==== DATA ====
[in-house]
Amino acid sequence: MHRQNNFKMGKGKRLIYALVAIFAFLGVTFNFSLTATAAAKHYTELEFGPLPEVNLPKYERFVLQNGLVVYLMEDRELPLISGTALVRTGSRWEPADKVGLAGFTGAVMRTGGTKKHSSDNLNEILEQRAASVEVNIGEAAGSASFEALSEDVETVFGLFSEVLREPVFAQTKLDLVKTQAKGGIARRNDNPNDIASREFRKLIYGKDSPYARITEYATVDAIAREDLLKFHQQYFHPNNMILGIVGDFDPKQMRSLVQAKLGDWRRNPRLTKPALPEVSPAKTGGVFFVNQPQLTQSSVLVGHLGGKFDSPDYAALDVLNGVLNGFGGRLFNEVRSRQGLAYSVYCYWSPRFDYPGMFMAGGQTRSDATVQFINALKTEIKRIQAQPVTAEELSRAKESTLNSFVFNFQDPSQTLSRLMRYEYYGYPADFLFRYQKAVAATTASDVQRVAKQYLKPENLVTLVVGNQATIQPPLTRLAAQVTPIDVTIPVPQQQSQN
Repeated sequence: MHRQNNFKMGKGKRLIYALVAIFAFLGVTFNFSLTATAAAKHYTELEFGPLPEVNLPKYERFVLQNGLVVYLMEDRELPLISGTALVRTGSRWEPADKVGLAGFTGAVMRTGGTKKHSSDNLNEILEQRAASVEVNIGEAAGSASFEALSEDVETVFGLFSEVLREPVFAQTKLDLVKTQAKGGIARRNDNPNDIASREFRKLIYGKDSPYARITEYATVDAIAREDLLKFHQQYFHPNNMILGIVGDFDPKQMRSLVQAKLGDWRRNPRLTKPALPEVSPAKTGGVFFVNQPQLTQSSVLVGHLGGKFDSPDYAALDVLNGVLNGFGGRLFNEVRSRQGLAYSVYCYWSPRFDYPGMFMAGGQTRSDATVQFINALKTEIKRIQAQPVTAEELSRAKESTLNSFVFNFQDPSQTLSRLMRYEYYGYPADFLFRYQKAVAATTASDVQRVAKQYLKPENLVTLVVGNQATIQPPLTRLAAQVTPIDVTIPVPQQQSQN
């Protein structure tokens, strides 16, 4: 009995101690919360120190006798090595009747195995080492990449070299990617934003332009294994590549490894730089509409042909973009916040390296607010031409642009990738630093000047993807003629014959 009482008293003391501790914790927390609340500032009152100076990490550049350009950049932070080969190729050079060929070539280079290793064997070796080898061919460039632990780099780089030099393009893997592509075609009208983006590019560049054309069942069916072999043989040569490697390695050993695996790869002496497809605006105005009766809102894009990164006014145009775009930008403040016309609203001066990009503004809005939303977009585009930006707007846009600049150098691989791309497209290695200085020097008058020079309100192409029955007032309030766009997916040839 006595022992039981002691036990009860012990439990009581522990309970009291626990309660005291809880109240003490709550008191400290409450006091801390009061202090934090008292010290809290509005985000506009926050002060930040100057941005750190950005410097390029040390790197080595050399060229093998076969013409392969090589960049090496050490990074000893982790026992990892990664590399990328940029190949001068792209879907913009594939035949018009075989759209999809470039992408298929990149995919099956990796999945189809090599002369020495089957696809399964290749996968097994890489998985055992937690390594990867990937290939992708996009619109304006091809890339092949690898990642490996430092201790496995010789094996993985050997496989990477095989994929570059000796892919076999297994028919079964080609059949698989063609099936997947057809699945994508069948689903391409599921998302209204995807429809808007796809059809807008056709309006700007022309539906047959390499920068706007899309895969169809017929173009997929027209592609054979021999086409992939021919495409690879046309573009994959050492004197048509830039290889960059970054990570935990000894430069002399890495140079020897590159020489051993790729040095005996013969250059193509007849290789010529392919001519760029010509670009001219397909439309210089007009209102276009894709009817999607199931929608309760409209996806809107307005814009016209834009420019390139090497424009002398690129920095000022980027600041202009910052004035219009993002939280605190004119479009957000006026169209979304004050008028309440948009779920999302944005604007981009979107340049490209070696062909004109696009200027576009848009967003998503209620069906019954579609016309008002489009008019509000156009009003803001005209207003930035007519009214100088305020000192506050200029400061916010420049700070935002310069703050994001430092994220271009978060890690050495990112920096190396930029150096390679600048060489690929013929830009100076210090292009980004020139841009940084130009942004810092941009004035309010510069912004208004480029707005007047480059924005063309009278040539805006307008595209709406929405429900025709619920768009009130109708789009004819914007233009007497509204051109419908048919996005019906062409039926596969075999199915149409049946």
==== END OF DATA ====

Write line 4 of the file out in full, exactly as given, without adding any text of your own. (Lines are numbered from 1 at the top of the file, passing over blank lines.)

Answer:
């Protein structure tokens, strides 16, 4: 009995101690919360120190006798090595009747195995080492990449070299990617934003332009294994590549490894730089509409042909973009916040390296607010031409642009990738630093000047993807003629014959 009482008293003391501790914790927390609340500032009152100076990490550049350009950049932070080969190729050079060929070539280079290793064997070796080898061919460039632990780099780089030099393009893997592509075609009208983006590019560049054309069942069916072999043989040569490697390695050993695996790869002496497809605006105005009766809102894009990164006014145009775009930008403040016309609203001066990009503004809005939303977009585009930006707007846009600049150098691989791309497209290695200085020097008058020079309100192409029955007032309030766009997916040839 006595022992039981002691036990009860012990439990009581522990309970009291626990309660005291809880109240003490709550008191400290409450006091801390009061202090934090008292010290809290509005985000506009926050002060930040100057941005750190950005410097390029040390790197080595050399060229093998076969013409392969090589960049090496050490990074000893982790026992990892990664590399990328940029190949001068792209879907913009594939035949018009075989759209999809470039992408298929990149995919099956990796999945189809090599002369020495089957696809399964290749996968097994890489998985055992937690390594990867990937290939992708996009619109304006091809890339092949690898990642490996430092201790496995010789094996993985050997496989990477095989994929570059000796892919076999297994028919079964080609059949698989063609099936997947057809699945994508069948689903391409599921998302209204995807429809808007796809059809807008056709309006700007022309539906047959390499920068706007899309895969169809017929173009997929027209592609054979021999086409992939021919495409690879046309573009994959050492004197048509830039290889960059970054990570935990000894430069002399890495140079020897590159020489051993790729040095005996013969250059193509007849290789010529392919001519760029010509670009001219397909439309210089007009209102276009894709009817999607199931929608309760409209996806809107307005814009016209834009420019390139090497424009002398690129920095000022980027600041202009910052004035219009993002939280605190004119479009957000006026169209979304004050008028309440948009779920999302944005604007981009979107340049490209070696062909004109696009200027576009848009967003998503209620069906019954579609016309008002489009008019509000156009009003803001005209207003930035007519009214100088305020000192506050200029400061916010420049700070935002310069703050994001430092994220271009978060890690050495990112920096190396930029150096390679600048060489690929013929830009100076210090292009980004020139841009940084130009942004810092941009004035309010510069912004208004480029707005007047480059924005063309009278040539805006307008595209709406929405429900025709619920768009009130109708789009004819914007233009007497509204051109419908048919996005019906062409039926596969075999199915149409049946």